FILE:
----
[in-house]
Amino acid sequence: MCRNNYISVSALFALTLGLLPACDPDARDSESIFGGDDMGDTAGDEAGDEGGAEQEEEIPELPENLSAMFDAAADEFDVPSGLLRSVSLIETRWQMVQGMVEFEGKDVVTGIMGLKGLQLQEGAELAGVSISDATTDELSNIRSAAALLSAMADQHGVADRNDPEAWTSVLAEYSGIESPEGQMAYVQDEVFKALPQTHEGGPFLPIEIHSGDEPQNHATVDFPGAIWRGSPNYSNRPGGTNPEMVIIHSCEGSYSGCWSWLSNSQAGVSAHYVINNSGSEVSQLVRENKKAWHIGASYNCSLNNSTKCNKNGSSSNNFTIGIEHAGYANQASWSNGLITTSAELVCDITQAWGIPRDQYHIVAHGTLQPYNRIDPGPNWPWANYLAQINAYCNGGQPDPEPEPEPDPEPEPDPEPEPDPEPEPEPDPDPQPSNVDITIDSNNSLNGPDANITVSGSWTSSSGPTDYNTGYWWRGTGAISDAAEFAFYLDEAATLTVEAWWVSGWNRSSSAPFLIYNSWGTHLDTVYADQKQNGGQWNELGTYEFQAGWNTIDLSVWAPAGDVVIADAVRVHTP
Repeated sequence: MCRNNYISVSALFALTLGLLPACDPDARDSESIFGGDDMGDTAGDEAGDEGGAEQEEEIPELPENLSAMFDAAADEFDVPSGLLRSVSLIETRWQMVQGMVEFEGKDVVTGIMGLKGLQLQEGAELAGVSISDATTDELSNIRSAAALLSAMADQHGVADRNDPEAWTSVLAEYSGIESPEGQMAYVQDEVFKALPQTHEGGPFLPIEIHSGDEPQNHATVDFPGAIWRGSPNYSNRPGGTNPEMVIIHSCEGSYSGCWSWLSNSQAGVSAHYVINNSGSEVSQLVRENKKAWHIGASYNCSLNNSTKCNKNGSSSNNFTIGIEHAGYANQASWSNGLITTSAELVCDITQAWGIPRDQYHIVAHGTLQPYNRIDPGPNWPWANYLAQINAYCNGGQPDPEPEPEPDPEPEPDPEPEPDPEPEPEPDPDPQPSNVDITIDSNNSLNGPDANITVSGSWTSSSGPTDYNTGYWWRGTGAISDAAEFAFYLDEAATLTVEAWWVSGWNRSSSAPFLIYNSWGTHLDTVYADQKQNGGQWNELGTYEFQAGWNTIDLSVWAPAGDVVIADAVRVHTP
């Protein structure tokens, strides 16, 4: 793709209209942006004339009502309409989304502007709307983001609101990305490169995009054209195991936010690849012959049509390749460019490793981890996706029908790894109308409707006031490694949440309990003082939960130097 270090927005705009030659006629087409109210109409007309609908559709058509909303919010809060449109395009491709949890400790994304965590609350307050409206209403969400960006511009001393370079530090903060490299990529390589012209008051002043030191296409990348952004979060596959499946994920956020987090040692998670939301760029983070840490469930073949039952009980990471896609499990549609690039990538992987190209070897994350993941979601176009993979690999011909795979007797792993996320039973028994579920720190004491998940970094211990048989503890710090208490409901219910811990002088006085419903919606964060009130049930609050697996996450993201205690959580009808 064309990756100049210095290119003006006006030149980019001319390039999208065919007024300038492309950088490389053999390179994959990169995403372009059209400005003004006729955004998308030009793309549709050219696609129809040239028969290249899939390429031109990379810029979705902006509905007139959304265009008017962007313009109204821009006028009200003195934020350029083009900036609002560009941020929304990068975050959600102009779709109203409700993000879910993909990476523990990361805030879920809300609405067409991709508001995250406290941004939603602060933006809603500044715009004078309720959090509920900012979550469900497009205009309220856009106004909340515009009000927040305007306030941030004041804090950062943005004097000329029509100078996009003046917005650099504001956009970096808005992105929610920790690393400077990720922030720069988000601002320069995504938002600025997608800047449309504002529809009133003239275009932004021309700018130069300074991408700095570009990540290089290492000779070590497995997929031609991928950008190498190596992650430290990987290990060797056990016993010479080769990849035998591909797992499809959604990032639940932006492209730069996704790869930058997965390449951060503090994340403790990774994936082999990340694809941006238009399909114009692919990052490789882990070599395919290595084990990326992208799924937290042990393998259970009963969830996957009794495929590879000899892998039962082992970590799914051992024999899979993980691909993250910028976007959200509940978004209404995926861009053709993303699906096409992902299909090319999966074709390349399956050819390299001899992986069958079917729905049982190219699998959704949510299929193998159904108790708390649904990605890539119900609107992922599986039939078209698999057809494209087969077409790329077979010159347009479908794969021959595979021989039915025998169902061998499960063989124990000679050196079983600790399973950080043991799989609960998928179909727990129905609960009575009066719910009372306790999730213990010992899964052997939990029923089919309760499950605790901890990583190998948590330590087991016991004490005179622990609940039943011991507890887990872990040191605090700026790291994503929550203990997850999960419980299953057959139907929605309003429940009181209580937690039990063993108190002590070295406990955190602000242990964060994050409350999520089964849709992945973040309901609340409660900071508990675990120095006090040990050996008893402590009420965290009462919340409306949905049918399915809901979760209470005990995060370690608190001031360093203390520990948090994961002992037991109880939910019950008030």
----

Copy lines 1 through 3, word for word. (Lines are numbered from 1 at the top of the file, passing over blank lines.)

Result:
[in-house]
Amino acid sequence: MCRNNYISVSALFALTLGLLPACDPDARDSESIFGGDDMGDTAGDEAGDEGGAEQEEEIPELPENLSAMFDAAADEFDVPSGLLRSVSLIETRWQMVQGMVEFEGKDVVTGIMGLKGLQLQEGAELAGVSISDATTDELSNIRSAAALLSAMADQHGVADRNDPEAWTSVLAEYSGIESPEGQMAYVQDEVFKALPQTHEGGPFLPIEIHSGDEPQNHATVDFPGAIWRGSPNYSNRPGGTNPEMVIIHSCEGSYSGCWSWLSNSQAGVSAHYVINNSGSEVSQLVRENKKAWHIGASYNCSLNNSTKCNKNGSSSNNFTIGIEHAGYANQASWSNGLITTSAELVCDITQAWGIPRDQYHIVAHGTLQPYNRIDPGPNWPWANYLAQINAYCNGGQPDPEPEPEPDPEPEPDPEPEPDPEPEPEPDPDPQPSNVDITIDSNNSLNGPDANITVSGSWTSSSGPTDYNTGYWWRGTGAISDAAEFAFYLDEAATLTVEAWWVSGWNRSSSAPFLIYNSWGTHLDTVYADQKQNGGQWNELGTYEFQAGWNTIDLSVWAPAGDVVIADAVRVHTP
Repeated sequence: MCRNNYISVSALFALTLGLLPACDPDARDSESIFGGDDMGDTAGDEAGDEGGAEQEEEIPELPENLSAMFDAAADEFDVPSGLLRSVSLIETRWQMVQGMVEFEGKDVVTGIMGLKGLQLQEGAELAGVSISDATTDELSNIRSAAALLSAMADQHGVADRNDPEAWTSVLAEYSGIESPEGQMAYVQDEVFKALPQTHEGGPFLPIEIHSGDEPQNHATVDFPGAIWRGSPNYSNRPGGTNPEMVIIHSCEGSYSGCWSWLSNSQAGVSAHYVINNSGSEVSQLVRENKKAWHIGASYNCSLNNSTKCNKNGSSSNNFTIGIEHAGYANQASWSNGLITTSAELVCDITQAWGIPRDQYHIVAHGTLQPYNRIDPGPNWPWANYLAQINAYCNGGQPDPEPEPEPDPEPEPDPEPEPDPEPEPEPDPDPQPSNVDITIDSNNSLNGPDANITVSGSWTSSSGPTDYNTGYWWRGTGAISDAAEFAFYLDEAATLTVEAWWVSGWNRSSSAPFLIYNSWGTHLDTVYADQKQNGGQWNELGTYEFQAGWNTIDLSVWAPAGDVVIADAVRVHTP